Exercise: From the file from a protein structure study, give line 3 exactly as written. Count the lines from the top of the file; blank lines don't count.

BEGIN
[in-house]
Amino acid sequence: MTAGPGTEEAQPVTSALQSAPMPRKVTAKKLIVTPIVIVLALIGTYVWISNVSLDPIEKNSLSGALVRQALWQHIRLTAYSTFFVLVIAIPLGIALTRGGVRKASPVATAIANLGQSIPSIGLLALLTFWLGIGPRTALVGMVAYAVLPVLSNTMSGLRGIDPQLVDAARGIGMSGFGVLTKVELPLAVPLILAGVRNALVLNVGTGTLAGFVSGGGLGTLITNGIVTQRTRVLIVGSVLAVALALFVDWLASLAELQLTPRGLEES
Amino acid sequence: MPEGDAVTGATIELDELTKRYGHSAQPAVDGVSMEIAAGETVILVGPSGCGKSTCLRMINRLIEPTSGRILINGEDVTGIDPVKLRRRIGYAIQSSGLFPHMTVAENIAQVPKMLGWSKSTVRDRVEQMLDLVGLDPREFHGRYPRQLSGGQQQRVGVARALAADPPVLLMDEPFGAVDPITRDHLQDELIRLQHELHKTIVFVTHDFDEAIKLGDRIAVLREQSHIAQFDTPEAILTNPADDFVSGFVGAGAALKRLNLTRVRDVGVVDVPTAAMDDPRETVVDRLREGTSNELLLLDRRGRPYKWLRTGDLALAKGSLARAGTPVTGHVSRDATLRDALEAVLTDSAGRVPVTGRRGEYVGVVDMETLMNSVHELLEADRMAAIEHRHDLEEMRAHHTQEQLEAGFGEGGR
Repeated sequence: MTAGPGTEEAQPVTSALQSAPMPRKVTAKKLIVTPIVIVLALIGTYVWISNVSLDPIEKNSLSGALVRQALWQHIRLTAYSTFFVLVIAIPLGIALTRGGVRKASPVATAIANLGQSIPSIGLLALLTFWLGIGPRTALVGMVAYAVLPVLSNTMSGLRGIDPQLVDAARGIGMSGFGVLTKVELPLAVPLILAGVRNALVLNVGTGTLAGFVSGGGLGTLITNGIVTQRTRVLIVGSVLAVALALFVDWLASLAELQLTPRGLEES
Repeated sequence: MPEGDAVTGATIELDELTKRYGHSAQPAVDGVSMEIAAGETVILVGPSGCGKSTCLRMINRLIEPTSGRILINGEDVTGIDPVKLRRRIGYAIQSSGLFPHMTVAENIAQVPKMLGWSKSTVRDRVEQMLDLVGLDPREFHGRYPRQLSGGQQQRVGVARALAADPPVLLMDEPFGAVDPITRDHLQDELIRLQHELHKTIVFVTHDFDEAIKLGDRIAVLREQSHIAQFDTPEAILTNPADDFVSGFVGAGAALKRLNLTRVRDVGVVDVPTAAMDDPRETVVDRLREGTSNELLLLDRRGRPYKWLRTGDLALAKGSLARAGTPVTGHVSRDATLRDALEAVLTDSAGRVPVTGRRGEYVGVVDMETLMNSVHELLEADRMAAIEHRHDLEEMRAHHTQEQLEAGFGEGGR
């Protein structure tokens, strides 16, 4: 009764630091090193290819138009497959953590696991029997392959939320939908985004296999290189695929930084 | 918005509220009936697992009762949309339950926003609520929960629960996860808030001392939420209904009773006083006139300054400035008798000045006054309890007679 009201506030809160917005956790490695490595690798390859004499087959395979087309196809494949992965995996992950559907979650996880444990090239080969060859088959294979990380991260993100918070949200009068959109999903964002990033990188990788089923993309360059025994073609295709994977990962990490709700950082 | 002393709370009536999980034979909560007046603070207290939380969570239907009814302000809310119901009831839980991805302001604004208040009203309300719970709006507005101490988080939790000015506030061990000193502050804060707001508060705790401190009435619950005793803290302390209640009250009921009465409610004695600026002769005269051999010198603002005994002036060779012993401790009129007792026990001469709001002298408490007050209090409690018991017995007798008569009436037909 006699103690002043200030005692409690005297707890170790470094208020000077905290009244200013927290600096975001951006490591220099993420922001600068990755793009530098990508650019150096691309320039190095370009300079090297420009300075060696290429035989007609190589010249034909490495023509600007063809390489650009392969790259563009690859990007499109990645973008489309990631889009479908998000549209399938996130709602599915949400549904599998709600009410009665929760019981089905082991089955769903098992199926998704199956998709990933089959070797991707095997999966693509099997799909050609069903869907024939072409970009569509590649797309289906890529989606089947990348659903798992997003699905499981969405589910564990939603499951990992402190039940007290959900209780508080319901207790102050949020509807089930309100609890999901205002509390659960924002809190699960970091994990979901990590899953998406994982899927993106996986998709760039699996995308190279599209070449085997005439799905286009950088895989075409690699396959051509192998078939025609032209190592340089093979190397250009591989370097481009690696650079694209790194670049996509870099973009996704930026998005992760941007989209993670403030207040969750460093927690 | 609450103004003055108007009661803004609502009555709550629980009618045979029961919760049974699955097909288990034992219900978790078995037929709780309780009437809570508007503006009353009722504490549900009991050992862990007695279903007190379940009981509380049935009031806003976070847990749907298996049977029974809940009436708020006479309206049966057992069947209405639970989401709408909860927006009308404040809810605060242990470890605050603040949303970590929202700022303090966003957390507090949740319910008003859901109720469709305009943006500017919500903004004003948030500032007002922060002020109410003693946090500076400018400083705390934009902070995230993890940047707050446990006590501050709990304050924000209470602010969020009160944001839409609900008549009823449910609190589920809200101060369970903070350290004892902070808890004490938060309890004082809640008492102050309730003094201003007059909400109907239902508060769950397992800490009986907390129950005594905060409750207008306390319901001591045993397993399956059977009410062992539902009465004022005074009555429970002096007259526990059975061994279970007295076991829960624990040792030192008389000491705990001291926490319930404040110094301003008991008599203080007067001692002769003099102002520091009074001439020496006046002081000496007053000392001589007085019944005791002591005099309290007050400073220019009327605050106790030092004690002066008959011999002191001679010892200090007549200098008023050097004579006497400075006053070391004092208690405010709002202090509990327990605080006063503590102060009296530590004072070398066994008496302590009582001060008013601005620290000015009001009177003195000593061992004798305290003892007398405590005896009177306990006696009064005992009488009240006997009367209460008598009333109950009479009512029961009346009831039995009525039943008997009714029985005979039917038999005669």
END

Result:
Amino acid sequence: MPEGDAVTGATIELDELTKRYGHSAQPAVDGVSMEIAAGETVILVGPSGCGKSTCLRMINRLIEPTSGRILINGEDVTGIDPVKLRRRIGYAIQSSGLFPHMTVAENIAQVPKMLGWSKSTVRDRVEQMLDLVGLDPREFHGRYPRQLSGGQQQRVGVARALAADPPVLLMDEPFGAVDPITRDHLQDELIRLQHELHKTIVFVTHDFDEAIKLGDRIAVLREQSHIAQFDTPEAILTNPADDFVSGFVGAGAALKRLNLTRVRDVGVVDVPTAAMDDPRETVVDRLREGTSNELLLLDRRGRPYKWLRTGDLALAKGSLARAGTPVTGHVSRDATLRDALEAVLTDSAGRVPVTGRRGEYVGVVDMETLMNSVHELLEADRMAAIEHRHDLEEMRAHHTQEQLEAGFGEGGR